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Does the dealer sell Wings?
If yes, do they sell a bunch?
Does it look like other Wingers bring their bikes there?
If yes, then chances are good they have the experience to work on them.


I had a dealer here that didn't sell enough wings to really sell them, another dealer 50 minutes away had all the business. They did, however, had a wrench that knew wings and when I went there, they knew that only that wrench was to touch my bike. When he moved on, so did I.
 

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Most customers are not willing to pay what is required for experienced, trained, and certified technicians.
 

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Most customers are not willing to pay what is required for experienced, trained, and certified technicians.
Neither do the dealers! It is rare that a manufacturer will: contractually, by state law or due to any concept of ethics require technical training in order to obtain and sell any particular vehicle. Even then, the attendance by a living being is often enough to satisfy whatever hurdle must be met.
 

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In the DFW area I think the only qualification required is to at least have a 4th grade education and to be taller than the line they've drawn on the wall.
Why be disrespectful to technicians? It's wrong.

Beagle
 

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LOL.....no it didn't. That's why I made the comment.
But if there is a brilliant uplifting meaning to your comment other than snide attempt at humor please enlighten us.

Beagle
 

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Why be disrespectful to technicians? It's wrong.

Beagle
When I was in the Air Force I worked on F-16's when they were new. One of the Air Forces stipulations was that the tech data be written so someone who read at 6th grade level could understand it. Take it with a rain of salt.
 

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I know for a fact on the Honda car and bike side there are techs that carry very high level certs from Honda that 100% go to school and pay for the training themselves through Honda. And to get the training they have had to graduate from a two year tech school to be eligible for the training. Dealers will pay for updates and such. These techs are looked for and those techs go through a completely different hiring process than new or just out of school techs. It takes years to amass the training to become the Master Techs. I know one Master tech in both cars and bikes. He retired from the dealer game and opened his own private shop in Texas. Very exclusive customers. My motorcycle dealer had a Honda and Harley master tech. He finally got fed up with dealer life took his dyno and went to work for Honda Corporate in there motorcycle racing program.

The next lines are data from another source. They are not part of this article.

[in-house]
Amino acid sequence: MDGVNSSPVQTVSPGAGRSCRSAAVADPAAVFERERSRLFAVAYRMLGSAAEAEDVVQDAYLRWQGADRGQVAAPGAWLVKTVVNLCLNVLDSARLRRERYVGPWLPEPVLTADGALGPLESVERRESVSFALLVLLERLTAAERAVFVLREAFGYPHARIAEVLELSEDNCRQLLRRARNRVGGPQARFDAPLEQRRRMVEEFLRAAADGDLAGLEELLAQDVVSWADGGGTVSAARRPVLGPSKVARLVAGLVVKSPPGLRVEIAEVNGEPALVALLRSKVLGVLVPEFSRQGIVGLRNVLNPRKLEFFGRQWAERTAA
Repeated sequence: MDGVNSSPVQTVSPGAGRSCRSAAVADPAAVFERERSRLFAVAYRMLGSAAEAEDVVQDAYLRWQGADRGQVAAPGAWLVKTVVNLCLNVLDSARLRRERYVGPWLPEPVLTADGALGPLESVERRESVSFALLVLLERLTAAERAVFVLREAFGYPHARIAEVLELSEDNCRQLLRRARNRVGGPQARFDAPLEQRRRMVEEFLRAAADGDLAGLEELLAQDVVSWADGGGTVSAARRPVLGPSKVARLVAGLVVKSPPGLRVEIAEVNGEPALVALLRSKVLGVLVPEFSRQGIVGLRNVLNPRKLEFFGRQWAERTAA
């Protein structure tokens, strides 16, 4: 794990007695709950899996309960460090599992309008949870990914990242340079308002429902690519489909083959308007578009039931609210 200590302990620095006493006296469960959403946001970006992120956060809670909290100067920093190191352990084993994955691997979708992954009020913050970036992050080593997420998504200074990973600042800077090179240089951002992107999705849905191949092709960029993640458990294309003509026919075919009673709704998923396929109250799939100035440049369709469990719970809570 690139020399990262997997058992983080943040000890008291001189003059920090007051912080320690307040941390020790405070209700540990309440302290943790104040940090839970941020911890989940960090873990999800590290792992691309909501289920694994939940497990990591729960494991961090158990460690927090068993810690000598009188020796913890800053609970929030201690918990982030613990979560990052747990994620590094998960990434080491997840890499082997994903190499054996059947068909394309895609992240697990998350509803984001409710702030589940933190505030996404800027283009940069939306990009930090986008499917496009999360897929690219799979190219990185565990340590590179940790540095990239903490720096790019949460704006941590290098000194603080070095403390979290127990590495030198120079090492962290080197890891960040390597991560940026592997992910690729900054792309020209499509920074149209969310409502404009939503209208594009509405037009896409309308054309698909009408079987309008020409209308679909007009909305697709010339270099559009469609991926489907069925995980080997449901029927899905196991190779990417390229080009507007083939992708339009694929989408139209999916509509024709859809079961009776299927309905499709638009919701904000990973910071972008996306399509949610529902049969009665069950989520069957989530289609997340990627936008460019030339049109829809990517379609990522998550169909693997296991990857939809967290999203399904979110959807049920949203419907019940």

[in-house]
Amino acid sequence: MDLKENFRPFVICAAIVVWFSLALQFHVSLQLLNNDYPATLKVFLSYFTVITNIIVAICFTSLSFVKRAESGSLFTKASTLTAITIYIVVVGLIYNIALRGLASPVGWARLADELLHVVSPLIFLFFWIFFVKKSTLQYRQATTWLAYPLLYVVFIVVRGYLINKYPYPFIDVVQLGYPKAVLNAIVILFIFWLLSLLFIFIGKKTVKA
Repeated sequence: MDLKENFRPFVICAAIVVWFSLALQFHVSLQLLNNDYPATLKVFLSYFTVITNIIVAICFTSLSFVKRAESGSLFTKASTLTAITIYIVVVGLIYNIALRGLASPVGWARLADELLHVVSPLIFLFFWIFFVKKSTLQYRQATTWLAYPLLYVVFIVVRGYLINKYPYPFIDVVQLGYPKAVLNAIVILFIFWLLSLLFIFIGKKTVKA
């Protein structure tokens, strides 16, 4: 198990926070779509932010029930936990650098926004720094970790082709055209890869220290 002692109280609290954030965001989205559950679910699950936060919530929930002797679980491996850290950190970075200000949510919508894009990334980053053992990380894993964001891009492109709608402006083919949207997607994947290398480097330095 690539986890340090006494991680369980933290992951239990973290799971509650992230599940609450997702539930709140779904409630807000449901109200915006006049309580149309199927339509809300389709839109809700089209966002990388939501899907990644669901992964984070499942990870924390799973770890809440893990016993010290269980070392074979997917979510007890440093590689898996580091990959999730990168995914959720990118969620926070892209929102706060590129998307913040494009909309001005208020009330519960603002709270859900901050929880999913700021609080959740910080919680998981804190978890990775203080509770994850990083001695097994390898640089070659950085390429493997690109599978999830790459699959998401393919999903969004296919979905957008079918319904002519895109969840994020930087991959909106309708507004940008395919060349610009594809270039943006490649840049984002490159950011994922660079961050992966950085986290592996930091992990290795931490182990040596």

The Master Techs are out there and they get paid very well and are in very high demand in growing markets.

I have a cousin that is a Porsche and Chrysler Master Tech. He was a dealer tech for 30 years. He's now retired from dealer life and builds and works on custom Porsche's and Mopars now. If a dealer even wants to talk with him now. They pay him or there is no consult. He still goes to the factory schools for both makes to keep his cert's active.
 

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Most technicians don’t repair these days, they replace. If you have an issue and the service manual/computer links it to “X” part, they just replace it. Long gone are the days of doing machine work to parts to fix them or rebuilding components to make them work again. Much cheaper and faster to just throw parts at it until the issue is resolved. The only training they need is how to use the provided equipment to diagnose an issue for a specific vehicle and how to get access to the part and replace it.
 

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I live ten minutes from a GW dealer, I took it there for a brake recall, then I fixed all the detail work they messed up after I picked up my ride, like re-tighten loose fasteners, adjust foot brake, etc. I'm fortunate to live not more than an hour's run from Greg's shop, JustWings, I have a GW problem, I go there and leave feeling god and confident in his work. When he's finished with his fix, he will sit with you, explain it all in detail, show the defective parts he replaced and do a show and tell. Just a plug for Greg, please know that I have no financial interest or other interest in his shop, and no, we are not kin folks.